California has experienced a range of significant impacts to its transportation system in the past few years. In 2015, heavy rains washed out a bridge on I-10, impacting travel and goods movement nationwide. In June, 2017 a major landslide along Highway 1 deposited tons of rock to the depth of 65 feet on the roadway. And, most recently, wildfires in both northern and southern California had a significant impact on travelers. Near Santa Barbara, the loss of protective landcover from wildfires resulted in a major mudslide during heavy rains that closed Highway 101 for weeks. In the last year alone, the department incurred over $1.2 billion dollars in highway damage. The state also has over 840 miles of coastline that raise concerns about long-term coastal flooding and the impacts of climate change.
Extreme events like those experienced by California in recent years and the associated costs are expected to become more pronounced and more frequent in the future. Caltrans has undertaken a study to assess the potential impacts of such climatic changes, and to better define future conditions as a first step toward addressing their effects. As noted by Malcolm Dougherty, Caltrans Director, “Climate change poses an immediate and growing threat to California, and Caltrans is being proactive in determining what this means for the state's transportation system. This study and those that will follow intend to provide data to support the discussion about how climate change impacts the way we plan, design, build, operate and maintain the state highway system."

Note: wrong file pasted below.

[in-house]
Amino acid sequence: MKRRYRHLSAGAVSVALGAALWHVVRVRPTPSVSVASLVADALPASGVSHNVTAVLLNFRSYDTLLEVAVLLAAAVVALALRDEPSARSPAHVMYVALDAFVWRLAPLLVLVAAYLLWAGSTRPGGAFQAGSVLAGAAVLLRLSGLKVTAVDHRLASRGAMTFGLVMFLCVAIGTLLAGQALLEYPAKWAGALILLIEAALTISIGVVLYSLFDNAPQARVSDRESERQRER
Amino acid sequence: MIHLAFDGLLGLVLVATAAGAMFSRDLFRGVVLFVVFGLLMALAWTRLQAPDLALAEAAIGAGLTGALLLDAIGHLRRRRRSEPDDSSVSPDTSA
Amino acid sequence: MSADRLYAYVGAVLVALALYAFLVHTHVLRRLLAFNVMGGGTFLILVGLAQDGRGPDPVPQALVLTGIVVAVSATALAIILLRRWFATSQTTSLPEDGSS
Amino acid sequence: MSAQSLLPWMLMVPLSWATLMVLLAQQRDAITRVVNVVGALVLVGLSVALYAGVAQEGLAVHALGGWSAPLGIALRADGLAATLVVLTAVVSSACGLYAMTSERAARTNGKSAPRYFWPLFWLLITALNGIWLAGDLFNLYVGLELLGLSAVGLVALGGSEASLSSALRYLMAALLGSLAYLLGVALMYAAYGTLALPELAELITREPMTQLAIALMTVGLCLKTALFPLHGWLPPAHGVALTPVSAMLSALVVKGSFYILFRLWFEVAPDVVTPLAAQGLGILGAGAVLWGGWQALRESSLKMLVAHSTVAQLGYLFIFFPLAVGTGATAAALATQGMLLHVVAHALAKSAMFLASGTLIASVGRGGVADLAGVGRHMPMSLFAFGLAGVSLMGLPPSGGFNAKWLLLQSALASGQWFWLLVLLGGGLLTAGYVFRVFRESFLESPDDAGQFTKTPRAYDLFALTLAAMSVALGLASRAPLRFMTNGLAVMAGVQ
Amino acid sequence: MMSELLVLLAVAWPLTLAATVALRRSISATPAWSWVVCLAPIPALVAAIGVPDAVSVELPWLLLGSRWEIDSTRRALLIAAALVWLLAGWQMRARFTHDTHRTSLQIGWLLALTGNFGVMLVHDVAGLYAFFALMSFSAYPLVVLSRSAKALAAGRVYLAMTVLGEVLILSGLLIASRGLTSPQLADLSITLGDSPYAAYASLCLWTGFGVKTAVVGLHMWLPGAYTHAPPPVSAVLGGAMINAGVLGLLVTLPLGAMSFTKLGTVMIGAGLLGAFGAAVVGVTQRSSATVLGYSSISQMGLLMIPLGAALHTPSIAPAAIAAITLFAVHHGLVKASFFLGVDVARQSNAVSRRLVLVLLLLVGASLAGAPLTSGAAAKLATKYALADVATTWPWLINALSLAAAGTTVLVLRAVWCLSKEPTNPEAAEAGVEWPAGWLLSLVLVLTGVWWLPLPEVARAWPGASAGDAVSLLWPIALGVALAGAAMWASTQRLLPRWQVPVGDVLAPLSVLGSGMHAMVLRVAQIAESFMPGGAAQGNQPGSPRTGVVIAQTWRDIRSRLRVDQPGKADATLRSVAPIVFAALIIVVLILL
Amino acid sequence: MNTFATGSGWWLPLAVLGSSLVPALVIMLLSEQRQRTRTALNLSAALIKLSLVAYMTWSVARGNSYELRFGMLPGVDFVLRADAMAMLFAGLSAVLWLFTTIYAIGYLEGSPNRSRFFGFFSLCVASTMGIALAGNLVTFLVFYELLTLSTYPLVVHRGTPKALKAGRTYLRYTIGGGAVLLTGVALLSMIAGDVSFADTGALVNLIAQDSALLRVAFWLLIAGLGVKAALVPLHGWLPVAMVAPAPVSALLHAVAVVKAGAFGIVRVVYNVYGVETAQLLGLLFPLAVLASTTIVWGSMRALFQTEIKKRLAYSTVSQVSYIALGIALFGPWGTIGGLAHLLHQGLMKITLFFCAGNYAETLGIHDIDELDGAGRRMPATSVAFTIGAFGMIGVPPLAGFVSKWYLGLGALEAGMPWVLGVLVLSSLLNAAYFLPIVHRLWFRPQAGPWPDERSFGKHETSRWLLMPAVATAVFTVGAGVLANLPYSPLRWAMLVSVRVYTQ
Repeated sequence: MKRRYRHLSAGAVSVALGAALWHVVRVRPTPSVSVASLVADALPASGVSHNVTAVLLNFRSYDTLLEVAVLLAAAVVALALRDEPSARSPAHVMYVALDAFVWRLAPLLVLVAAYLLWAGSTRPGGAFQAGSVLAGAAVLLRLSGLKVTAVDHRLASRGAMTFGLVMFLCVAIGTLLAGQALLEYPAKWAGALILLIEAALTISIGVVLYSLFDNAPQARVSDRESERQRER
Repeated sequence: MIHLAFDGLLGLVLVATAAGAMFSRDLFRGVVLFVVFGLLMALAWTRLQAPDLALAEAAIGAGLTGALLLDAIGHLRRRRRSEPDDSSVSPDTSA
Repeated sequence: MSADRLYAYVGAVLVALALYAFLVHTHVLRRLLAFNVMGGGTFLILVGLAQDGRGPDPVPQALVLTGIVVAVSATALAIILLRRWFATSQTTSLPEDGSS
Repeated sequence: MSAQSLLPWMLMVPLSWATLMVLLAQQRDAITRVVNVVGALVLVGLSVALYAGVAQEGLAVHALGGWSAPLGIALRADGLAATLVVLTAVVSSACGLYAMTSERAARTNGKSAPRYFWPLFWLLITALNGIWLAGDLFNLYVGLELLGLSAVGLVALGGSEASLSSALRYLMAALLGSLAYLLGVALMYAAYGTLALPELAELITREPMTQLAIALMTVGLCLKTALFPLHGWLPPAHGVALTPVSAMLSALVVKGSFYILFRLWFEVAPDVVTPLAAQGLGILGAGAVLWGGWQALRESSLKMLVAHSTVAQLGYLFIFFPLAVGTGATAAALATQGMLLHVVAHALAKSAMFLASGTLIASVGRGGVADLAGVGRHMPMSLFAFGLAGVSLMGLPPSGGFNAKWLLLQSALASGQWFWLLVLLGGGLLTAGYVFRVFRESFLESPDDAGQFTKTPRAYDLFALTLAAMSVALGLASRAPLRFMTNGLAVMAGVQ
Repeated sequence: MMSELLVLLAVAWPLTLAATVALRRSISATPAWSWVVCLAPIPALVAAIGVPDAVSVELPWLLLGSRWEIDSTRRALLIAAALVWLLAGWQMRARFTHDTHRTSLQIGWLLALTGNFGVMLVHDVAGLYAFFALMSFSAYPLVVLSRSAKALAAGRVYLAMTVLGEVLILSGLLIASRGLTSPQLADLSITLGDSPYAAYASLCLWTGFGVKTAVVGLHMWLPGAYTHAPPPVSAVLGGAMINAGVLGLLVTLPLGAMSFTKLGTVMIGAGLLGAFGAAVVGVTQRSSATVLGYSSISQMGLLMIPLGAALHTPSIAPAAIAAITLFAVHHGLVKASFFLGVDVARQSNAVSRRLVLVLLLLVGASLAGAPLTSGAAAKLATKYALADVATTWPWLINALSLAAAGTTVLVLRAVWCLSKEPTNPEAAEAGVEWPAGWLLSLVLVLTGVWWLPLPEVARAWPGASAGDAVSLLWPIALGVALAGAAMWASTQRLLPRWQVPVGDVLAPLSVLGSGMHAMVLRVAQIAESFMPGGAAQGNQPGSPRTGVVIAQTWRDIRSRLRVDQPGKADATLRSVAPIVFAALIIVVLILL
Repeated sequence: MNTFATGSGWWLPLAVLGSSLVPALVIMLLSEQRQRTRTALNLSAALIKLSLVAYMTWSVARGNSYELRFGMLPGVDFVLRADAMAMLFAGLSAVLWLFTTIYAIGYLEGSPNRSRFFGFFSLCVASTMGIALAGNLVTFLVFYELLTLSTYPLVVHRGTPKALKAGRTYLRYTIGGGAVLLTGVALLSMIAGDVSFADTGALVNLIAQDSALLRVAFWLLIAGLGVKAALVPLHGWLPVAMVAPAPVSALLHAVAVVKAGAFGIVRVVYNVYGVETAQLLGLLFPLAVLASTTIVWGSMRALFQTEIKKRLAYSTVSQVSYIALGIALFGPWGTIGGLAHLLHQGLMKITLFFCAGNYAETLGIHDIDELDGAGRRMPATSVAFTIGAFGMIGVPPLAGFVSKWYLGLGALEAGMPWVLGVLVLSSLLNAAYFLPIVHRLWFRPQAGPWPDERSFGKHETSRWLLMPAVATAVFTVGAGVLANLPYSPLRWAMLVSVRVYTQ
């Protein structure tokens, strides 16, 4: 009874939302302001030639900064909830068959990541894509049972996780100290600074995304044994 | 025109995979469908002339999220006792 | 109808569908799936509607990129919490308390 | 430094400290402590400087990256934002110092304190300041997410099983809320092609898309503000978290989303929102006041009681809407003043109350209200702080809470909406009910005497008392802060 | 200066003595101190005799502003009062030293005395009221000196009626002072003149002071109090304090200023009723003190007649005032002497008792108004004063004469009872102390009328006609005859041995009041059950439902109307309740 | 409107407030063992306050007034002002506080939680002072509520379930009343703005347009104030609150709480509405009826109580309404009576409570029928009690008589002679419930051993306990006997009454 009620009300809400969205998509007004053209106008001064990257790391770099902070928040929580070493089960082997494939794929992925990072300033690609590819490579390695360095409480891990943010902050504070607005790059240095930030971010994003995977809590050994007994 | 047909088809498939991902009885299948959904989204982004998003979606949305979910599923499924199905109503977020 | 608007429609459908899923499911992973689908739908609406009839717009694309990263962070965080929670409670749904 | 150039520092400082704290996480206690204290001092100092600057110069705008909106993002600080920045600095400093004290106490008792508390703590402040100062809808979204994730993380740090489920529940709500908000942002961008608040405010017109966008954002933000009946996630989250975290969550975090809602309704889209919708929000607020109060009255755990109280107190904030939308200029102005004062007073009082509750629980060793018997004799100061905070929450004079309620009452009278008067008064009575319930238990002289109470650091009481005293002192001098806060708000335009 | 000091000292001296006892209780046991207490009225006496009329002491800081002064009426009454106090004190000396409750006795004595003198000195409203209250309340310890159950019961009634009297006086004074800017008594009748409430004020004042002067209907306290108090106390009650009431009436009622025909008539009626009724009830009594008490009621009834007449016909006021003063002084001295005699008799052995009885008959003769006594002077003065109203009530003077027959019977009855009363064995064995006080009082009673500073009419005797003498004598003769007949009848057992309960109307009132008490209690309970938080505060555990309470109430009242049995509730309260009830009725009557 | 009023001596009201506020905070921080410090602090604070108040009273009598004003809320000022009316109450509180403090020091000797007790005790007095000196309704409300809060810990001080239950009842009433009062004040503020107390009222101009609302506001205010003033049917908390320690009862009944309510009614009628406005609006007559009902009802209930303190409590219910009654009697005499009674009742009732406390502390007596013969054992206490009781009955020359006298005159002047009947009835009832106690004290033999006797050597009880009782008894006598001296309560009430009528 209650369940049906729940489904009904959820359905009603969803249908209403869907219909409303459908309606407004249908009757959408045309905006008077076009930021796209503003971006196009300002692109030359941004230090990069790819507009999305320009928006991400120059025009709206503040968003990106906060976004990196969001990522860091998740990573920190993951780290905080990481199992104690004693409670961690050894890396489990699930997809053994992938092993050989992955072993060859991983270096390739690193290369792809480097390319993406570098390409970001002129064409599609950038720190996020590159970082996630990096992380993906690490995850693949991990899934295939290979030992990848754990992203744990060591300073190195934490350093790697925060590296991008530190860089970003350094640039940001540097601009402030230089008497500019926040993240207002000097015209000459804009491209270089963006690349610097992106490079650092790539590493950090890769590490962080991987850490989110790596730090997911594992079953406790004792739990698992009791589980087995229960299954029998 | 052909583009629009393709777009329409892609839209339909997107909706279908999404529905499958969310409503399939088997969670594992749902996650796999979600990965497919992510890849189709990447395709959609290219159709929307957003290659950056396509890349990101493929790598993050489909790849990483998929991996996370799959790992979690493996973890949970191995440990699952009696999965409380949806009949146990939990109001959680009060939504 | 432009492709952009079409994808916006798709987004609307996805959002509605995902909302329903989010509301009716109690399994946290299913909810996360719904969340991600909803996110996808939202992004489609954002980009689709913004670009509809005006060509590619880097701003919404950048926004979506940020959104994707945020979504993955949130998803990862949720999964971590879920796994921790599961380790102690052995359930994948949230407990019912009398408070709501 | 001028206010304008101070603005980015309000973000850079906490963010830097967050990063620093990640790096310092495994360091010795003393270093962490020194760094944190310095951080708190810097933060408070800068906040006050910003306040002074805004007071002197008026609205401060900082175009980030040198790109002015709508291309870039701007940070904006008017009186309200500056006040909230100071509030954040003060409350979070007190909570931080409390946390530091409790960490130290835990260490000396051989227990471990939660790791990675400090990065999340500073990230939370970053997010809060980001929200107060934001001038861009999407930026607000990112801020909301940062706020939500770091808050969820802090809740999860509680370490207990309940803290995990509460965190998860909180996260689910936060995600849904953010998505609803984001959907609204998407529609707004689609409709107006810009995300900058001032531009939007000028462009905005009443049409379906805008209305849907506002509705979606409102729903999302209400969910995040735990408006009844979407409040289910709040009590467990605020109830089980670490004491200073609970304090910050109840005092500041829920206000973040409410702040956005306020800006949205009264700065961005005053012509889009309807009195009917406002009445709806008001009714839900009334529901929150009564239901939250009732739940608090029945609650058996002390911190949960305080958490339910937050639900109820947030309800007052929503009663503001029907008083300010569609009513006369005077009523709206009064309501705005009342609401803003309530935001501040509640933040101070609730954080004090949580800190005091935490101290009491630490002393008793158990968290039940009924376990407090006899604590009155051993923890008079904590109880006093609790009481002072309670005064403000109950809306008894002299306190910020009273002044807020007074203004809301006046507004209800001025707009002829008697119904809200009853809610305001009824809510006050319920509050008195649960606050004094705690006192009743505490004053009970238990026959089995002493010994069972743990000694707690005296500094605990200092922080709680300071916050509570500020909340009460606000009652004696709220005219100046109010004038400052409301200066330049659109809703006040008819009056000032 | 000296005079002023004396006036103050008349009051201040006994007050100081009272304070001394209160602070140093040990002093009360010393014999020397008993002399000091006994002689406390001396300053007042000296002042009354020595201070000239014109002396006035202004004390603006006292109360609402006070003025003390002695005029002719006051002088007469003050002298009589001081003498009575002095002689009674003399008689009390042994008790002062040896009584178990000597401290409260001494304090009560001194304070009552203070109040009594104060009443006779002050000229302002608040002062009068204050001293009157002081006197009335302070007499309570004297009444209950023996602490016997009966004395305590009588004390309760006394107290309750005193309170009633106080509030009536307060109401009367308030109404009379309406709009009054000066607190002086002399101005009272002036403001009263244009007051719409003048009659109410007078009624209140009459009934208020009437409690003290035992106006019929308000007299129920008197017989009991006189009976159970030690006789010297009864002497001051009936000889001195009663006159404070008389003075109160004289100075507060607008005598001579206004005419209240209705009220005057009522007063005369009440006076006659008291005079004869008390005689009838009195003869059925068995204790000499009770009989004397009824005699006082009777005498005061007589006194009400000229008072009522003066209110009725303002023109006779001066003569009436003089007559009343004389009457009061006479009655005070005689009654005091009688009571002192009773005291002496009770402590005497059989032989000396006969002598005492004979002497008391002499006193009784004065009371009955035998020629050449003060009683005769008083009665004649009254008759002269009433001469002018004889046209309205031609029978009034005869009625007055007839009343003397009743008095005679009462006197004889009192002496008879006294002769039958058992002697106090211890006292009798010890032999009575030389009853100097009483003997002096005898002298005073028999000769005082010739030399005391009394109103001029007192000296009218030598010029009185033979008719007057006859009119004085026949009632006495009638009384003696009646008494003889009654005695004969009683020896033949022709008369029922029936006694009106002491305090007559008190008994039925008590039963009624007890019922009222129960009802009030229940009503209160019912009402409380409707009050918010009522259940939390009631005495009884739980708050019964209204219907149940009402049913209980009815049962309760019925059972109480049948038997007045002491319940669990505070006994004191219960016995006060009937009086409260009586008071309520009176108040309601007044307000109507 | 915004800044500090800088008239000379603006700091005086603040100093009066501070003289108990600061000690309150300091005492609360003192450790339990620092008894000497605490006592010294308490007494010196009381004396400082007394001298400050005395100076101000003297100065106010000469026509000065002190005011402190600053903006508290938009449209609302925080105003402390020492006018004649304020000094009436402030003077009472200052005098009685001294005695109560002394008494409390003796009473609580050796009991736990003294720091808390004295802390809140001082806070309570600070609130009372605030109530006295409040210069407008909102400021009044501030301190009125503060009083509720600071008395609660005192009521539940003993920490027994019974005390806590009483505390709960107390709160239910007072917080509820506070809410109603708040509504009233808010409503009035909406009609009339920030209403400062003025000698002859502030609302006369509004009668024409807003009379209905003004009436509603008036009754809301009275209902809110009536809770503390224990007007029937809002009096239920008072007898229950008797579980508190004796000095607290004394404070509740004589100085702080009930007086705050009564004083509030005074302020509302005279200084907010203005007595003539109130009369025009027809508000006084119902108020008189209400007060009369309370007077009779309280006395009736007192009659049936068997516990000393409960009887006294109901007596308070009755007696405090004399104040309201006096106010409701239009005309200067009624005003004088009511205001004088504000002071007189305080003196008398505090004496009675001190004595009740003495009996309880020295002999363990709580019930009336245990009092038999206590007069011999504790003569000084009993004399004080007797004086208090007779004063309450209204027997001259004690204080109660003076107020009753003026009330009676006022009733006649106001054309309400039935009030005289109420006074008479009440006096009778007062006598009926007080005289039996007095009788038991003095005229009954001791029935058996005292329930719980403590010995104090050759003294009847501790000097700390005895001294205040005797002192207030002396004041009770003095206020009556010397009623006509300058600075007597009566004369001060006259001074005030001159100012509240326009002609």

WSP USA has been working in partnership with Caltrans staff to analyze climate data from multiple sources, determine impact metrics specific to transportation program delivery, and develop the first in a series of reports that will ultimately represent an initial inventory of climate change-related effects statewide. The first reports for Caltrans District 4 (Bay Area) – the Caltrans Climate Change Vulnerability Assessment Summary and Technical Reports (http://www.dot.ca.gov/transplanning/ocp/vulnerability-assessment.html) have started a dialogue in the state on how to consider the effects of climate on the transportation system. Julia Biggar, the Caltrans project manager for the study, observed that “information contained within these reports will be important as the state incorporates the findings of this study into Caltrans plans and operating procedures.”
Michael Flood, WSP’s project manager on this effort stated, “Caltrans, the first DOT nationally to address comprehensively the potential effects of climate change, is working to implement a risk-based framework for decisions, recognizing the true value of the transportation system to communities and the potential consequences to society of negative impacts. Caltrans is a leader in this critically important challenge facing both the state and the state’s transportation system.”